More than 1,400 more refinery workers Saturday prepared to join the week-old oil refinery strike, expanding the walkout to two BP-operated refineries in Indiana and Ohio, Reuters reported. The United Steelworkers (USW) labor action is the union's biggest since 1980.

The additional walkouts, set to begin Sunday, would bring the total number of plants whose workers were on strike to 11 and comes three days after union leaders rejected a sixth contract offer from Royal Dutch Shell, the lead negotiator for major oil companies operating refineries in the U.S. The union represents workers at more than 200 chemical plants and refineries across the country and has been in negotiations with Shell on a pattern agreement since January.

The union has said the negotiators are guilty “bad-faith bargaining." Union negotiators cited "threats issued to workers if they joined the strike” as their reasoning for expanding the walkouts, Reuters reported. Workers at BP locations in Toledo, Ohio, and Whiting, Indiana, were expected to leave their posts early Sunday.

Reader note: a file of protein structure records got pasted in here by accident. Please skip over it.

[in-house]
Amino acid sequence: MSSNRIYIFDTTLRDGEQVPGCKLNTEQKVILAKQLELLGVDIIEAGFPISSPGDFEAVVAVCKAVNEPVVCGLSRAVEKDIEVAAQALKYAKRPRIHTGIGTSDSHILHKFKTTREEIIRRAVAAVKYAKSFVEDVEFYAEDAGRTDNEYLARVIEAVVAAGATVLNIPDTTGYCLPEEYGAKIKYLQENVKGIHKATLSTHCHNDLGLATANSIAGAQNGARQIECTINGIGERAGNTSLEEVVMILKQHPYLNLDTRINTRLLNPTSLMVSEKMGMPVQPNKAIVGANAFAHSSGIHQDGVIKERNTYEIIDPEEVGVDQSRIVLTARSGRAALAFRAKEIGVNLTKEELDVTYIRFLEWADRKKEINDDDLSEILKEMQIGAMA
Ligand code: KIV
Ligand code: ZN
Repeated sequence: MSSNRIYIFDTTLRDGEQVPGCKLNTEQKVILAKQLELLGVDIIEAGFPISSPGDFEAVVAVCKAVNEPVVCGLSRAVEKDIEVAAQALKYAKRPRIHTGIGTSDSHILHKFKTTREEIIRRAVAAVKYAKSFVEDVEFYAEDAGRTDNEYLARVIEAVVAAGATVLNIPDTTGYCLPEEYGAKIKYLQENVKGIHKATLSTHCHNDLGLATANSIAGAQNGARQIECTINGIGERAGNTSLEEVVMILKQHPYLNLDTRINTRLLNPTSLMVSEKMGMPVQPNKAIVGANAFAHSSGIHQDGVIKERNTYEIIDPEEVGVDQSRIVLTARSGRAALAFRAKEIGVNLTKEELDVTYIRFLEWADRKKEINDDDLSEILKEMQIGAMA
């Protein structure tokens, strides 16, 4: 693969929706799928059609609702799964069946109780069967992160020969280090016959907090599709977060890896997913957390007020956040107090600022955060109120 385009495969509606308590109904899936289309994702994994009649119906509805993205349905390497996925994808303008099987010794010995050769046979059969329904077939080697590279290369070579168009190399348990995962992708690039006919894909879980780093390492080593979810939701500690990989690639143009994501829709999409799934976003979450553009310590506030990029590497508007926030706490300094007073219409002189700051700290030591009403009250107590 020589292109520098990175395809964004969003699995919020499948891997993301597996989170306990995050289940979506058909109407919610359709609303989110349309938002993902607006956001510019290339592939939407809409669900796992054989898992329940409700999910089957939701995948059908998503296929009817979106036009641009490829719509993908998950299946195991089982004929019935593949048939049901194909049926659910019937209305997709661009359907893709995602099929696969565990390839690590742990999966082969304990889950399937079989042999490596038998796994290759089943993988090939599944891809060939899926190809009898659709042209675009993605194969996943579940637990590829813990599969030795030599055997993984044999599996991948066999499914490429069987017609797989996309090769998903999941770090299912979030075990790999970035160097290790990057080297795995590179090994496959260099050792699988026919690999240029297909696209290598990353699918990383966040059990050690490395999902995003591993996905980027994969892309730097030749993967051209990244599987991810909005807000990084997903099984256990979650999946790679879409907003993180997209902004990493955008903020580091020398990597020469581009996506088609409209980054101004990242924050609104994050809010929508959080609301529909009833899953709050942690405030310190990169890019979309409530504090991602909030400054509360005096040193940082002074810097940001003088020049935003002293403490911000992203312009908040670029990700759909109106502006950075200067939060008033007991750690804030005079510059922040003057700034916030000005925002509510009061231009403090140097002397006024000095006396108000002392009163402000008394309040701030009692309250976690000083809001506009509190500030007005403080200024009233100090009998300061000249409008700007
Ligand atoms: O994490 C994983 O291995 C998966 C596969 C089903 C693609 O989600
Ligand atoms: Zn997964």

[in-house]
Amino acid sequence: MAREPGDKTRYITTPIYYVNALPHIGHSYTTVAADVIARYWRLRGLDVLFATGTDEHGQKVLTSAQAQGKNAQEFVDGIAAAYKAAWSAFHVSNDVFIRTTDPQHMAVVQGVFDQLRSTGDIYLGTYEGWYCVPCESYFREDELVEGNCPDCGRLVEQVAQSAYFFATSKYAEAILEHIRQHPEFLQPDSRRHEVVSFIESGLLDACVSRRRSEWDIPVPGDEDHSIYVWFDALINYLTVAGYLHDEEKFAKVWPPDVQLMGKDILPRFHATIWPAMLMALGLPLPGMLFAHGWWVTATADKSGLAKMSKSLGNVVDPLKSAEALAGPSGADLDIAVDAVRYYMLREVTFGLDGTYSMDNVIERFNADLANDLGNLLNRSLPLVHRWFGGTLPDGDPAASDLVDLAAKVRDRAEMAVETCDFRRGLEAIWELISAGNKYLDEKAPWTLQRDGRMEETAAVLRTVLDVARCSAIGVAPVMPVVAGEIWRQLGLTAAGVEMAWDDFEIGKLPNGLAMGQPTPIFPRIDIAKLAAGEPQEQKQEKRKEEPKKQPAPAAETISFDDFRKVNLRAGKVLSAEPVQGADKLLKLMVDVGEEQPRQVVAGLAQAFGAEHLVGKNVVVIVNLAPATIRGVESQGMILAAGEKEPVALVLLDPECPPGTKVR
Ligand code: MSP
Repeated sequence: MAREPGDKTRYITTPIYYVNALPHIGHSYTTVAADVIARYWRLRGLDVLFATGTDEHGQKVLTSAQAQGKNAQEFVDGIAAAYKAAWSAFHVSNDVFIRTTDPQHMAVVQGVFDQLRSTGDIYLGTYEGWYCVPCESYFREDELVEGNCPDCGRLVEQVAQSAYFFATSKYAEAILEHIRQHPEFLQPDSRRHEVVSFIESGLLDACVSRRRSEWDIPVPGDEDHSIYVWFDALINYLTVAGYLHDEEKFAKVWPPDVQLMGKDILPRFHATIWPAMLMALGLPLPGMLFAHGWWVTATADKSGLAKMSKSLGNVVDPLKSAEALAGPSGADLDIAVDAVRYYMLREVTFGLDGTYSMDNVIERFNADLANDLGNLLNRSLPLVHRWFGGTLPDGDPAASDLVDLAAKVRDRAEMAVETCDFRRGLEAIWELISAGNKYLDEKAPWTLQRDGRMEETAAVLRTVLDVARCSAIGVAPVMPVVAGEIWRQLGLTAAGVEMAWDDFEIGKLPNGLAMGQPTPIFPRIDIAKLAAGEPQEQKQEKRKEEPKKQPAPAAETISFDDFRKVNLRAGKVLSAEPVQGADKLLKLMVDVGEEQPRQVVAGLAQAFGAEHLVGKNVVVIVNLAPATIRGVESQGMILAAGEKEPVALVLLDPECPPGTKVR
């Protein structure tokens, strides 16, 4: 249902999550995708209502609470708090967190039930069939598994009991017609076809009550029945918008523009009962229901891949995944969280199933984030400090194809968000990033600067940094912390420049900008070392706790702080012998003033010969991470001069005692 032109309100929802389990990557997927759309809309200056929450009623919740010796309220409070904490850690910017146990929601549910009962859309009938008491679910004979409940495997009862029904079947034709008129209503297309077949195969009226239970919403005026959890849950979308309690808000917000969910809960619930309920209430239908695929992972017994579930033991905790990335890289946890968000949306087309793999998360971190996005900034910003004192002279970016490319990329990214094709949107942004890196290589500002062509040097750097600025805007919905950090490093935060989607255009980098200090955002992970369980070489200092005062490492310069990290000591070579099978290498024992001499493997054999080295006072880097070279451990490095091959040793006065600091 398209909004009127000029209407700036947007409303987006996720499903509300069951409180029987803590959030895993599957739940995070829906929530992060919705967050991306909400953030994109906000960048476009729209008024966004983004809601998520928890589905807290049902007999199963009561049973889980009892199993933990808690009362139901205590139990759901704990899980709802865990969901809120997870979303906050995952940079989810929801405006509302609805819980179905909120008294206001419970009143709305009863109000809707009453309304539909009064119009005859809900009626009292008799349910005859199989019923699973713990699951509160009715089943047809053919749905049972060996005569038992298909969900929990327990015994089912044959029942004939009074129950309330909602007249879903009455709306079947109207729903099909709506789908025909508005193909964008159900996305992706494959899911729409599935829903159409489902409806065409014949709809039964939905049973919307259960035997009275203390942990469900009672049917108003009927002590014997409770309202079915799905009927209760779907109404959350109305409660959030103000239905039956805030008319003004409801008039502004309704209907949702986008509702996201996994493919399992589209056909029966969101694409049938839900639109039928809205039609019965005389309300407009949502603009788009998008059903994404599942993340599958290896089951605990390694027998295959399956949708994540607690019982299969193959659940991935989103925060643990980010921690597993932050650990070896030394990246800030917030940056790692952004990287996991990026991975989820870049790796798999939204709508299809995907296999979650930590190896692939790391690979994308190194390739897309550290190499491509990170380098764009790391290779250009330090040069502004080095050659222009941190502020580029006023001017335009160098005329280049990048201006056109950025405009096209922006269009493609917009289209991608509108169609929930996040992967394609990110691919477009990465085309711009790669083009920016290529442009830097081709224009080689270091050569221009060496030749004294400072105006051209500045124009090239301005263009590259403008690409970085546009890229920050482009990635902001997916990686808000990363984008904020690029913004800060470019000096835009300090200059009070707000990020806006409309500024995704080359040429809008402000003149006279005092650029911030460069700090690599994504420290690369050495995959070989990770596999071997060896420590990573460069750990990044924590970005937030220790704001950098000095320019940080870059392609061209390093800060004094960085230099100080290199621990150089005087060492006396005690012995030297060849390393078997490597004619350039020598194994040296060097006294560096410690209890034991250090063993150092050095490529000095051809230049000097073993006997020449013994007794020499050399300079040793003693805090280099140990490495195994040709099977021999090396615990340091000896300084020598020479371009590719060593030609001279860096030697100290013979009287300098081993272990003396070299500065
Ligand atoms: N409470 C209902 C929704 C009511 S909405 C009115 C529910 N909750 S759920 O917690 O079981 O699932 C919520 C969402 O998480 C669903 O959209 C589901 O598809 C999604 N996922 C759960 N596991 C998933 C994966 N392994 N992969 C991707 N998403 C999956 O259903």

The nine refineries where workers have already walked out account for about 13 percent of U.S. refining capacity; however, the strike has had little effect on production. Some 4,000 workers have been picketing in California, Kentucky and Texas for the past week. All refineries involved in the strike have continued to operate using temporary workers. 

The USW indicated it would likely widen its refinery strike Friday. Weekend rallies were scheduled at all the refineries as well as at Shell Oil’s headquarters in Houston. Union leaders and Shell Oil representatives have failed to reach agreements on things like wages, working conditions and employee benefits, the Chicago Tribune reported. 

Talks have taken place at the national as well as local levels. The pattern agreement will serve as the template for oil companies negotiating local contracts. 

“BP remains at the negotiating table and is committed to reaching an agreement that provides good wages while giving management the flexibility it needs to enhance safety, improve efficiency and remain competitive with others in the industry,” BP spokesman Scott Dean said in a statement, according to FuelFix. “We hope this strike will be as short as possible and for workers to return with a contract that ensures long-term prosperity for everyone.”